Letter to his Family

Letter to his Family

Li-Mu-Shi – Pastor Liddell

Siao Chang December 1938
Dear Family, t am writing this after an eventful few days. Last Sunday we had planned to hold a big baptismal service for several nearby villages but, already the day before. we heard heavy gunfire in the distance and by breakfast time a scouting plane was circling overhead. so many from the outlying villages didn’t turn up, rightly fearing that an attack was about to start. As 1 addressed those receiving baptism two shells exploded outside with a terrific noise and there was silence for a moment before we were able to continue. I don’t think any who were baptised that day will easily forget what happened. No one left after the service was over, so we just continued with hymns and witness to keep up our spirits. As there were no opposition forces here, truckloads of Japanese soldiers soon hurtled through the village gates and they searched every building in the place. Though they came into the church they left without causing any real damage, but in the evening, when everyone had gone home and was too frightened to come to evening service, the church door opened and in came the man who used to be the local opium-addict, thanking and praising God. It seems that, having reached a living faith in Christ, he had then been arrested on a trumped-up charge but, unlike many others. he had been acquitted. Hurrying home he had come to church straight away to give thanks for his deliverance, unaware of the terror we had all known earlier in the day. Feeling I had been given a congregation. I got on with the service!

How God shows us his goodness in the most unexpected ways! Do you remember that young college football captain in Tientsin who was so irritable and unruly but, as I had never believed possible, in the end was actually one of the 49 boys baptised last May? And earlier in the year at the finals of the North China Championships in Tientsin – one of the finest sports we have had as regards records, – many points were brought up which needed tact and quick decisions and I was very conscious throughout of God’s power to help in the clarity of thinking. It was like the 400 metres in the Paris Olympics – now amazingly 14 years ago -running the first 200 metres as hard as I could and then, with God’s help, running the second 200 metres even harder. I wonder where all those other athletes are now – Harold Abrahams and Guy Butler, and old Tom McKerchar my trainer?

Not that I wouldn’t give a lot for a road surface here like those running tracks. Often now when I’m cycling from village to village, what with the frozen ground and the ruts. I have great difficulty in staying on the bicycle and I’ve a splendid collection of bruises. Nearly everyone is afraid to speak to me in public, but going into their homes. telling them how so many others are in a similar situation, and getting them to sing hymns, has a wonderfully restorative effect – especially when I sing in English – which makes everyone roar with laughter, even though they don’t have much to be cheerful about. Gone are the happy, smiling communities I used to know, where the builders worked in harmony because they were singing and where the annual arrival of the travelling theatre gave us missionaries a chance in the intervals to tell people about Jesus, who can give them the joy that will always be with them. Now, with so many homes vandalised by visiting troops, most people are living crowded together, hungry and prey to disease. At least since the National government outlawed footbinding the women and girls are spared that agonising pain and deformity, but in places where Jesus is scarcely known you find next to nothing is done to help the weak and distressed. especially children and, more especially girls. Do you remember that little girl. frostbitten as the result of neglect, whose feet had to be taken off, though with care she did grow well and strong? Well. I founf out quite recently that she married and that her children taught how love can help and heal. We must never forget that Jesus means us to pass on to others His love in deeds of kind thought. remembering that what is done for one of His little ones is done for Him.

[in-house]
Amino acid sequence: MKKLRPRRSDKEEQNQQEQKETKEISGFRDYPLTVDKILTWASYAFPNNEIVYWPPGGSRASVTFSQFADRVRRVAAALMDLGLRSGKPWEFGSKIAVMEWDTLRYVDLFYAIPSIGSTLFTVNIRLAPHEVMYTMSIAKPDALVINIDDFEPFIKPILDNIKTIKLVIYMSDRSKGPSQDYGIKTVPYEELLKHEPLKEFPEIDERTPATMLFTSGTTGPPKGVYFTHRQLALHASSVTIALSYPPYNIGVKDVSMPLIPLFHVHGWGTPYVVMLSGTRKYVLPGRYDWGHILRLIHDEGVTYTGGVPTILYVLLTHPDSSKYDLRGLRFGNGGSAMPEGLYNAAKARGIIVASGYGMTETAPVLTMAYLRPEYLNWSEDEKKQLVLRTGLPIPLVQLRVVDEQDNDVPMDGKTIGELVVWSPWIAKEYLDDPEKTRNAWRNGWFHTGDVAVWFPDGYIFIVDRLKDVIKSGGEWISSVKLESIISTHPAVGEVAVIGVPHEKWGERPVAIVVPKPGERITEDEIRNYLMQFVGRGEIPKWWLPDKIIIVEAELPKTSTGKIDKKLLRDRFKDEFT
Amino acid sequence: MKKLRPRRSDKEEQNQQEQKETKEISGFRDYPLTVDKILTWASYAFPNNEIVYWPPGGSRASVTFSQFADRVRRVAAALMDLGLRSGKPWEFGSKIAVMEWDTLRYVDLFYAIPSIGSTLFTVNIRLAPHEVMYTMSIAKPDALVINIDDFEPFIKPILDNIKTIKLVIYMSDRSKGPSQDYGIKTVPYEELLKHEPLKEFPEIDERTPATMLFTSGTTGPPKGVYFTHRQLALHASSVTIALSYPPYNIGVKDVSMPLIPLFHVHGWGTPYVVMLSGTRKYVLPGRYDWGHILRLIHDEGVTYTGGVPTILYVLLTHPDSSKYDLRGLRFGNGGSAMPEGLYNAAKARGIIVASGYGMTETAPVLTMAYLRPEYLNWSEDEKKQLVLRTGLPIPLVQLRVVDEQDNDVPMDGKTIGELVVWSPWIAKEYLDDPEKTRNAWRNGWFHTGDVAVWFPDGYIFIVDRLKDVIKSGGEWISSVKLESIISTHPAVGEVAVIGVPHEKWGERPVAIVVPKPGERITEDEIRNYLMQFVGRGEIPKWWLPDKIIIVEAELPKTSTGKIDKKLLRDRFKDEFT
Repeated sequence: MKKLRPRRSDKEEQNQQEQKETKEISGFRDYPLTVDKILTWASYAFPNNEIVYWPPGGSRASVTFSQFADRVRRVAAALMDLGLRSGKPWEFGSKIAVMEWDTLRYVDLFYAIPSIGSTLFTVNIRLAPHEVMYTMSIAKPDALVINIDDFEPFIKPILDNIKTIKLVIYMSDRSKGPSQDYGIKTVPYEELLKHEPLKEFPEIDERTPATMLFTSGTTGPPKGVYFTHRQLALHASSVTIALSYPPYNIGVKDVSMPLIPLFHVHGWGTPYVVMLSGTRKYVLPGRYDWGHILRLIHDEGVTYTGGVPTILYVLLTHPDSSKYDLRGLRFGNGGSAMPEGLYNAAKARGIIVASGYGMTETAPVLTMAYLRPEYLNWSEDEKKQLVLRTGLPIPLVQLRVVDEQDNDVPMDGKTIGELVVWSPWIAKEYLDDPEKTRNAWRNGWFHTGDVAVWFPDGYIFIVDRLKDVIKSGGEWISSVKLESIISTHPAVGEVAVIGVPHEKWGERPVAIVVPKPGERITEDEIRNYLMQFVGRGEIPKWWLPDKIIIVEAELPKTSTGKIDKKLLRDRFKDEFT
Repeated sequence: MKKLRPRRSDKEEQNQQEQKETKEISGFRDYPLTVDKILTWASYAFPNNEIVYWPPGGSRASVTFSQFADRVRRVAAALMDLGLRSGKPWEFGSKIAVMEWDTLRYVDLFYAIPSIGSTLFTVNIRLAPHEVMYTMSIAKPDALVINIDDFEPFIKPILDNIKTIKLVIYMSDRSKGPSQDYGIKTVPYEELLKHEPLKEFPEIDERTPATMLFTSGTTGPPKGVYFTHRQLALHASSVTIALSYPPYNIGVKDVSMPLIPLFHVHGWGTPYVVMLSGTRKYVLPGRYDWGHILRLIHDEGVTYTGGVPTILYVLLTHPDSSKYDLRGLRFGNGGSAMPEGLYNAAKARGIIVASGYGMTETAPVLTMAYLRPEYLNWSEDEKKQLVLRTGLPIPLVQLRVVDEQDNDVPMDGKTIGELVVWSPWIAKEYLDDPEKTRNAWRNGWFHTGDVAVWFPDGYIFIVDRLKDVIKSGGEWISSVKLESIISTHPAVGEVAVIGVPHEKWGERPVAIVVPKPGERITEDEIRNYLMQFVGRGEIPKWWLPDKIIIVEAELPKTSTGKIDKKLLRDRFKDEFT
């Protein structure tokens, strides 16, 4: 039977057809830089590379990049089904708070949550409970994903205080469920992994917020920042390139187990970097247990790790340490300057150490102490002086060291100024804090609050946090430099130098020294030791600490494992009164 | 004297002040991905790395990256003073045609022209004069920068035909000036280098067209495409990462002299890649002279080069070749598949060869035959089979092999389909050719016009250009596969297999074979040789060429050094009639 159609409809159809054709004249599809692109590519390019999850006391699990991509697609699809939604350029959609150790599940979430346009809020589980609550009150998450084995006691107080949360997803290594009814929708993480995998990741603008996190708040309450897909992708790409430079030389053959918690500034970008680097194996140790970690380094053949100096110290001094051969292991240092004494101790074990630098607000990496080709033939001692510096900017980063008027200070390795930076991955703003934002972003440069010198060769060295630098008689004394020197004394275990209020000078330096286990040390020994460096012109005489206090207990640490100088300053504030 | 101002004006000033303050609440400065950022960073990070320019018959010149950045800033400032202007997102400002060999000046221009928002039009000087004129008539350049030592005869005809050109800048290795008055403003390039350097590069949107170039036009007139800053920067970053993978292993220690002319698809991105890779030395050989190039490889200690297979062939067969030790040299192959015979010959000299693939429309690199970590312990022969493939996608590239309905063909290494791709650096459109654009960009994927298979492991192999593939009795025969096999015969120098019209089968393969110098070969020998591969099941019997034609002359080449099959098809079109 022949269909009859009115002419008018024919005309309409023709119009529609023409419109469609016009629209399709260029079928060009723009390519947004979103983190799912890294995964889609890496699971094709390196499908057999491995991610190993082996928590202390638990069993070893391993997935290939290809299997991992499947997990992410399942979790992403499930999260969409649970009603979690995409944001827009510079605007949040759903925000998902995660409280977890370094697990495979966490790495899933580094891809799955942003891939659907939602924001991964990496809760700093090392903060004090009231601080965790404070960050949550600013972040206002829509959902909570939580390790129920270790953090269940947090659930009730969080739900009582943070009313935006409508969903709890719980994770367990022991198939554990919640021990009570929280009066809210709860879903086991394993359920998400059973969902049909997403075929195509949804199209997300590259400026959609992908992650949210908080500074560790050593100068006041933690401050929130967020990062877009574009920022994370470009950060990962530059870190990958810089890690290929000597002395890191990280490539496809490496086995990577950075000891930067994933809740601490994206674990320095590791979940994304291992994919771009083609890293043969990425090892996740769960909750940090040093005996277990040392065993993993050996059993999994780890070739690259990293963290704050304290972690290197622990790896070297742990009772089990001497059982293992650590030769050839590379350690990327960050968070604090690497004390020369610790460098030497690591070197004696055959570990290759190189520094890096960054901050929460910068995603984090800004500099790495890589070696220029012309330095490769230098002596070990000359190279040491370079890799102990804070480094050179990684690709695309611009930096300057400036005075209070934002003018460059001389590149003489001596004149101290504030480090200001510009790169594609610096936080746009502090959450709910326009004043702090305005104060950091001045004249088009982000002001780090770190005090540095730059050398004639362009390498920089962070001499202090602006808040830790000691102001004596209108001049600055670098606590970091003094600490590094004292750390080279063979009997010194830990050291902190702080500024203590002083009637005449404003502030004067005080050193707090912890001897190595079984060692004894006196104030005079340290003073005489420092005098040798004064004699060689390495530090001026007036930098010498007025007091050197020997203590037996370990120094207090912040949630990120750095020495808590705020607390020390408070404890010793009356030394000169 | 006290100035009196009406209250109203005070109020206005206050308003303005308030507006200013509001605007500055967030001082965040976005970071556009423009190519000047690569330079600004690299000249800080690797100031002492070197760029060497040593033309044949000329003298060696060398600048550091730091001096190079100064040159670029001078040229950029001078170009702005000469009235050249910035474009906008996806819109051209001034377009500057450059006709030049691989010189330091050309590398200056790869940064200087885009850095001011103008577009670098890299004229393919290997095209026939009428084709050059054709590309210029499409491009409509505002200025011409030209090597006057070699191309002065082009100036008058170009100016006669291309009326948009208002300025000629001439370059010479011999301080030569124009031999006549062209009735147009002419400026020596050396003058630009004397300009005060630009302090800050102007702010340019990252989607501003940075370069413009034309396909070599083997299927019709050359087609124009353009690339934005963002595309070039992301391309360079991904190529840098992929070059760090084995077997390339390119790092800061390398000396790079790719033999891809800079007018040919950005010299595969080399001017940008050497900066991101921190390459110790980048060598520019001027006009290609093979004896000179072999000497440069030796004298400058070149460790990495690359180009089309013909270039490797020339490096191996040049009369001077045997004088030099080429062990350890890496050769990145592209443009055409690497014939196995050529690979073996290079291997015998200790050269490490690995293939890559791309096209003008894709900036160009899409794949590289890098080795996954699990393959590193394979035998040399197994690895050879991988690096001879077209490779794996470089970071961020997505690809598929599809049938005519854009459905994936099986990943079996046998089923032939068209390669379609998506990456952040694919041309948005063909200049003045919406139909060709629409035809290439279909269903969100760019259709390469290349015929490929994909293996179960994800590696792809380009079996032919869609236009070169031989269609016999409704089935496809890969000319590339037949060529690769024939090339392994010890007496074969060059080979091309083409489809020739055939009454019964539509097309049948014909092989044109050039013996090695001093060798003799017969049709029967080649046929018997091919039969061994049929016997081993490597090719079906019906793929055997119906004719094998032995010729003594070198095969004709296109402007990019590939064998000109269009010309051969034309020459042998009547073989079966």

I don’t know if there are any more copies of my book for Sunday school teachers – The Sermon on the Mount – left in Tientsin. If so I’ll bring some back the next time I come. There are one or two potential teachers here who might find it useful. It makes me feel less strange when I hear people giving me father’s old title – Li-Mu-Shi – Pastor Liddell – if lam doing something positive to help them. And certainly the way they respond to hearing about Jesus is encouraging – even aming the Japanese! Not long ago I was stopped by a Japanese soldier who. on seeing my Bible. asked if I was a Christian. I replied that yes. I was. and he shook me warmly by the hand and let me go. I assure you I sent up an immediate prayer of thankfulness – and heaved a great sigh of relief!

But goodness knows where it will all end. What with the Japanese. local warlords and increasingly poor living conditions the situation here is growing worse each day. I wonder what has gone wrong with the world…